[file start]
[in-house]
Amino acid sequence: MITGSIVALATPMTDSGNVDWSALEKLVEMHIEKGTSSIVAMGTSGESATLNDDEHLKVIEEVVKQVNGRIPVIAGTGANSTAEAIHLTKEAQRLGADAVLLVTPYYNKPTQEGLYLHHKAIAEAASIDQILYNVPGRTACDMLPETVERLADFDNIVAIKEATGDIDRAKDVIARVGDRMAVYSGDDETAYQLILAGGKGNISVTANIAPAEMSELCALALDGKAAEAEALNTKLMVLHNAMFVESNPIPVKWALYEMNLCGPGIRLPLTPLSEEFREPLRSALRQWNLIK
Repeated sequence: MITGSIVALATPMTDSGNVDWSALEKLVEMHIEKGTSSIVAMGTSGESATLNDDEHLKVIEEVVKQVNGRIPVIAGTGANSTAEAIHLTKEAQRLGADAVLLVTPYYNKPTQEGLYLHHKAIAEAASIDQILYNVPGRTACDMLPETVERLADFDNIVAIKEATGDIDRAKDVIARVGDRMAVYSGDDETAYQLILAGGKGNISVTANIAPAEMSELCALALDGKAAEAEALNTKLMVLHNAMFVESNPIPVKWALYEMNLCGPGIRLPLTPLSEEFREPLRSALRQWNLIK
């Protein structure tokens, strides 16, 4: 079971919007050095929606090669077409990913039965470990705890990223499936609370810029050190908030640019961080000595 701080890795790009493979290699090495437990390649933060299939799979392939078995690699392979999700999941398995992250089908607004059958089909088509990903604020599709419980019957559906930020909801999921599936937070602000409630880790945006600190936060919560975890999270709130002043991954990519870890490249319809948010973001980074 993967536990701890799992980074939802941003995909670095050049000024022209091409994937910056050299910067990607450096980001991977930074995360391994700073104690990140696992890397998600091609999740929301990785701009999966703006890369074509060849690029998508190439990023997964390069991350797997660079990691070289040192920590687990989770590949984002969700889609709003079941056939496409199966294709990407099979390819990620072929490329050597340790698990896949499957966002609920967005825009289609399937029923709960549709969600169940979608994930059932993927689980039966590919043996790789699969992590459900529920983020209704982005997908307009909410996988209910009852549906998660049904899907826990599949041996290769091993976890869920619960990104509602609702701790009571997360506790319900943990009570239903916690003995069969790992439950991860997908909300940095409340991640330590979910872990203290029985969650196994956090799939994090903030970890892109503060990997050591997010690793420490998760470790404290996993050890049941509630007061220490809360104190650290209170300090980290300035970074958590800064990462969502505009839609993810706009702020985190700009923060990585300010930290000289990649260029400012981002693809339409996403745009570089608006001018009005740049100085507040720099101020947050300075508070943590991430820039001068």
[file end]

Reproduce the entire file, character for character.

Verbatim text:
[in-house]
Amino acid sequence: MITGSIVALATPMTDSGNVDWSALEKLVEMHIEKGTSSIVAMGTSGESATLNDDEHLKVIEEVVKQVNGRIPVIAGTGANSTAEAIHLTKEAQRLGADAVLLVTPYYNKPTQEGLYLHHKAIAEAASIDQILYNVPGRTACDMLPETVERLADFDNIVAIKEATGDIDRAKDVIARVGDRMAVYSGDDETAYQLILAGGKGNISVTANIAPAEMSELCALALDGKAAEAEALNTKLMVLHNAMFVESNPIPVKWALYEMNLCGPGIRLPLTPLSEEFREPLRSALRQWNLIK
Repeated sequence: MITGSIVALATPMTDSGNVDWSALEKLVEMHIEKGTSSIVAMGTSGESATLNDDEHLKVIEEVVKQVNGRIPVIAGTGANSTAEAIHLTKEAQRLGADAVLLVTPYYNKPTQEGLYLHHKAIAEAASIDQILYNVPGRTACDMLPETVERLADFDNIVAIKEATGDIDRAKDVIARVGDRMAVYSGDDETAYQLILAGGKGNISVTANIAPAEMSELCALALDGKAAEAEALNTKLMVLHNAMFVESNPIPVKWALYEMNLCGPGIRLPLTPLSEEFREPLRSALRQWNLIK
């Protein structure tokens, strides 16, 4: 079971919007050095929606090669077409990913039965470990705890990223499936609370810029050190908030640019961080000595 701080890795790009493979290699090495437990390649933060299939799979392939078995690699392979999700999941398995992250089908607004059958089909088509990903604020599709419980019957559906930020909801999921599936937070602000409630880790945006600190936060919560975890999270709130002043991954990519870890490249319809948010973001980074 993967536990701890799992980074939802941003995909670095050049000024022209091409994937910056050299910067990607450096980001991977930074995360391994700073104690990140696992890397998600091609999740929301990785701009999966703006890369074509060849690029998508190439990023997964390069991350797997660079990691070289040192920590687990989770590949984002969700889609709003079941056939496409199966294709990407099979390819990620072929490329050597340790698990896949499957966002609920967005825009289609399937029923709960549709969600169940979608994930059932993927689980039966590919043996790789699969992590459900529920983020209704982005997908307009909410996988209910009852549906998660049904899907826990599949041996290769091993976890869920619960990104509602609702701790009571997360506790319900943990009570239903916690003995069969790992439950991860997908909300940095409340991640330590979910872990203290029985969650196994956090799939994090903030970890892109503060990997050591997010690793420490998760470790404290996993050890049941509630007061220490809360104190650290209170300090980290300035970074958590800064990462969502505009839609993810706009702020985190700009923060990585300010930290000289990649260029400012981002693809339409996403745009570089608006001018009005740049100085507040720099101020947050300075508070943590991430820039001068």